10 Fitness Uses for a Tennis Ball

Besides the obvious use of a tennis ball -- for moving your opponent around the tennis court -- you may also think of using it to play fetch with your dog.

But do you know that you can use tennis balls for many beneficial exercises, such as grip strengthening, foot massage, trigger point release, or juggling to improve your hand-eye coordination?

Here are 10 fitness uses of a tennis ball that don't involve a tennis court.

More: The Ultimate Conditioning Exercise for Tennis

1. Tennis Ball Squeezes

It is good to have a strong grip, not just for tennis and other sports, but also for your leisure activities such as cleaning, gardening or repairing your car. Grip the tennis ball with all fingers and squeeze it with maximum power for one second, then relax. Repeat at least 20 times, then switch hands.

2. Tennis Ball Foot Massage

Place one or more tennis balls on the floor, take off your shoes and put one foot on the ball(s). Stand up and slowly transfer your body weight on the balls until you feel good pressure. Roll your foot over the balls, massaging the entire surface of your foot. This will refresh your tired feet after exercising and walking around all day. If you suffer from plantar fasciitis, this exercise will relieve the problems.

More: 8 Lunges to Improve Tennis Fitness

3. Piriformis and Glute Massage

If you have ever suffered from sciatica problems, you know how painful this condition feels. Often, the sciatica pain is nothing more than "piriformis syndrome," a tight piriformis muscle. The piriformis muscle stretches across the glutes, and with prolonged sitting or intense activity, it can get tight and shortened and impinge on the sciatica nerve.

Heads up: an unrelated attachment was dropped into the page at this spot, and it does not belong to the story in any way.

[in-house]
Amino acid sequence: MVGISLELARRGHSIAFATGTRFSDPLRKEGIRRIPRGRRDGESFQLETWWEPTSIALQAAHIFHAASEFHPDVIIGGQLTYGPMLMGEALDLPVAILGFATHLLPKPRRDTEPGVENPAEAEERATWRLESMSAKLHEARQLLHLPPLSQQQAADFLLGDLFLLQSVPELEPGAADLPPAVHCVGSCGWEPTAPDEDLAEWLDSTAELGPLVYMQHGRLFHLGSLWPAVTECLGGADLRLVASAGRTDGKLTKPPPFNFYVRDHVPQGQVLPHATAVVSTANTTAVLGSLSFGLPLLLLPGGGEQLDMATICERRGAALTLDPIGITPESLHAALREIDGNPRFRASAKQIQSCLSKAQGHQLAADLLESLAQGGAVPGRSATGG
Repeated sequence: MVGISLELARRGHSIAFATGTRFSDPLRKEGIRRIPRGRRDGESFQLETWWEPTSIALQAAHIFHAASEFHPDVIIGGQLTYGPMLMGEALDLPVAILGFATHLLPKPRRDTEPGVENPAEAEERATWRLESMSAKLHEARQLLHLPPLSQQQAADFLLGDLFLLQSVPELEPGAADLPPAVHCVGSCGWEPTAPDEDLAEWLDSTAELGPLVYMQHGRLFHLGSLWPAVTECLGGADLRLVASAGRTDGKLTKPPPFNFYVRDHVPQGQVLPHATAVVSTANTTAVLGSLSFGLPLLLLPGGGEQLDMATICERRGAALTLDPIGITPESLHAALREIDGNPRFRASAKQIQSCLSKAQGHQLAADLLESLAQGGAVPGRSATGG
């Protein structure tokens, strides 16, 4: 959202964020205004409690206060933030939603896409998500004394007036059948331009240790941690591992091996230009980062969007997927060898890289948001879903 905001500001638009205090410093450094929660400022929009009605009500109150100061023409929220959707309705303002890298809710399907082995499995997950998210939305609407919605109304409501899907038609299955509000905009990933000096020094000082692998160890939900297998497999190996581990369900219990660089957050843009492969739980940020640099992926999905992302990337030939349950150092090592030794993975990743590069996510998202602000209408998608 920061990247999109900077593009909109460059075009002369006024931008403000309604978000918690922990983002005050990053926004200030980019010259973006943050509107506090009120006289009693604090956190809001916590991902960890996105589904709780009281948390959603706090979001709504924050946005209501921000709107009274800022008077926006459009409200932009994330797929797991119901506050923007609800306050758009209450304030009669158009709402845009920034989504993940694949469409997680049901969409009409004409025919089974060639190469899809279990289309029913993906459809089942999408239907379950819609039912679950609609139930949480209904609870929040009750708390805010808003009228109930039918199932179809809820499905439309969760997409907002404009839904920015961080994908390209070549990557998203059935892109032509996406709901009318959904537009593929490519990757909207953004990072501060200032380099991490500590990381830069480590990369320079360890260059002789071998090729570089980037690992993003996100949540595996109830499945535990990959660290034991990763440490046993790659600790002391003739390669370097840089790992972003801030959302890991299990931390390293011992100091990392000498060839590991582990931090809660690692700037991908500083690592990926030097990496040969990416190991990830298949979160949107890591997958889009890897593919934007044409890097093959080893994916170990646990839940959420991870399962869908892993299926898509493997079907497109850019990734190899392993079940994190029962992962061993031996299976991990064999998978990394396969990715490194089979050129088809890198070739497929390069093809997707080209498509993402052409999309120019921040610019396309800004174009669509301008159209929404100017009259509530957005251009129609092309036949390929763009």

You then feel the pain in the hip and shooting down the leg. There is an easy solution: sit on the floor, bend both knees and place the foot of the painful leg on top of the other knee. Place the tennis ball under the painful glute, toward the outside, and transfer all of your body weight onto it.

Search for the tight and painful spots (called trigger points) and stay on each spot, breathing deeply, until the pain goes away. Roll around the entire glute area, until you don't find any more trigger points, then switch sides.

More: 7 Glute Stretches for Maximum Performance

4. Upper Back Massage

If you sit for prolonged periods, you may have tight upper back and neck area. It is even more common among tennis players. This tightness may cause tension headaches. A tennis ball is a perfect tool to release the upper back tension.

Lie down on the floor, put the tennis ball under your upper-back area, and transfer the weight on it. Roll around and search for trigger points. When you find one, stay on it while breathing deeply and relaxing, until the worst pain goes away. Work the entire upper back area, stretching wide toward the armpits.

More: Injury Prevention Tips for Tennis

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